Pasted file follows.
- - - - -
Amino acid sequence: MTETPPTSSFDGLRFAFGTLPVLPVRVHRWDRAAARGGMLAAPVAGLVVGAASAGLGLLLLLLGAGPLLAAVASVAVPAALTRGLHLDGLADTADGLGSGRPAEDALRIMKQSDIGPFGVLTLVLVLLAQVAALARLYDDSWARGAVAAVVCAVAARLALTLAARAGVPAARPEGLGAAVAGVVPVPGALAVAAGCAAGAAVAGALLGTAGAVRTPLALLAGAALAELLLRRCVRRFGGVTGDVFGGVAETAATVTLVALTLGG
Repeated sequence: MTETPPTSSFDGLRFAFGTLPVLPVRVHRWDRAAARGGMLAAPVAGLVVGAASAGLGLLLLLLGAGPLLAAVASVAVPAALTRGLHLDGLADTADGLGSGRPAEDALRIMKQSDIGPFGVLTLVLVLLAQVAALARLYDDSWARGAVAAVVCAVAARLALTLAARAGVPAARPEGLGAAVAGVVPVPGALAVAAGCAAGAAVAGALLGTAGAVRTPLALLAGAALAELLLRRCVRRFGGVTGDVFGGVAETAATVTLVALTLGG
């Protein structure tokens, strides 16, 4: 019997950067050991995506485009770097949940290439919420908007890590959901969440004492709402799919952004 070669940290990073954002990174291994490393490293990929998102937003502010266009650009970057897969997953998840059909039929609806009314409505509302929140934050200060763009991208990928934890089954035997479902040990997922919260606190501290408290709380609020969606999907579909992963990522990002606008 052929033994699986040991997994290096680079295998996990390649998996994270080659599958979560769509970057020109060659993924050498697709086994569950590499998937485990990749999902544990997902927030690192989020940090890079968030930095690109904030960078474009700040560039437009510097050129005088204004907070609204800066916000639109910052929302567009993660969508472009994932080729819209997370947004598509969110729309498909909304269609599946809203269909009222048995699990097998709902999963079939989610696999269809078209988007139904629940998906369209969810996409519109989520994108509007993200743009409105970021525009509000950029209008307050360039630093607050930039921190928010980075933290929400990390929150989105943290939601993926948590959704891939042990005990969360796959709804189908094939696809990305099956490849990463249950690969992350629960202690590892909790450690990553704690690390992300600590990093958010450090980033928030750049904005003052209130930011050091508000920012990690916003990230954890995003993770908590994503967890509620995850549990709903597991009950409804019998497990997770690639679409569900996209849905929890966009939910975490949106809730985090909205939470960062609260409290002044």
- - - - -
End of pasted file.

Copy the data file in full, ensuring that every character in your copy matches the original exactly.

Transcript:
Amino acid sequence: MTETPPTSSFDGLRFAFGTLPVLPVRVHRWDRAAARGGMLAAPVAGLVVGAASAGLGLLLLLLGAGPLLAAVASVAVPAALTRGLHLDGLADTADGLGSGRPAEDALRIMKQSDIGPFGVLTLVLVLLAQVAALARLYDDSWARGAVAAVVCAVAARLALTLAARAGVPAARPEGLGAAVAGVVPVPGALAVAAGCAAGAAVAGALLGTAGAVRTPLALLAGAALAELLLRRCVRRFGGVTGDVFGGVAETAATVTLVALTLGG
Repeated sequence: MTETPPTSSFDGLRFAFGTLPVLPVRVHRWDRAAARGGMLAAPVAGLVVGAASAGLGLLLLLLGAGPLLAAVASVAVPAALTRGLHLDGLADTADGLGSGRPAEDALRIMKQSDIGPFGVLTLVLVLLAQVAALARLYDDSWARGAVAAVVCAVAARLALTLAARAGVPAARPEGLGAAVAGVVPVPGALAVAAGCAAGAAVAGALLGTAGAVRTPLALLAGAALAELLLRRCVRRFGGVTGDVFGGVAETAATVTLVALTLGG
């Protein structure tokens, strides 16, 4: 019997950067050991995506485009770097949940290439919420908007890590959901969440004492709402799919952004 070669940290990073954002990174291994490393490293990929998102937003502010266009650009970057897969997953998840059909039929609806009314409505509302929140934050200060763009991208990928934890089954035997479902040990997922919260606190501290408290709380609020969606999907579909992963990522990002606008 052929033994699986040991997994290096680079295998996990390649998996994270080659599958979560769509970057020109060659993924050498697709086994569950590499998937485990990749999902544990997902927030690192989020940090890079968030930095690109904030960078474009700040560039437009510097050129005088204004907070609204800066916000639109910052929302567009993660969508472009994932080729819209997370947004598509969110729309498909909304269609599946809203269909009222048995699990097998709902999963079939989610696999269809078209988007139904629940998906369209969810996409519109989520994108509007993200743009409105970021525009509000950029209008307050360039630093607050930039921190928010980075933290929400990390929150989105943290939601993926948590959704891939042990005990969360796959709804189908094939696809990305099956490849990463249950690969992350629960202690590892909790450690990553704690690390992300600590990093958010450090980033928030750049904005003052209130930011050091508000920012990690916003990230954890995003993770908590994503967890509620995850549990709903597991009950409804019998497990997770690639679409569900996209849905929890966009939910975490949106809730985090909205939470960062609260409290002044």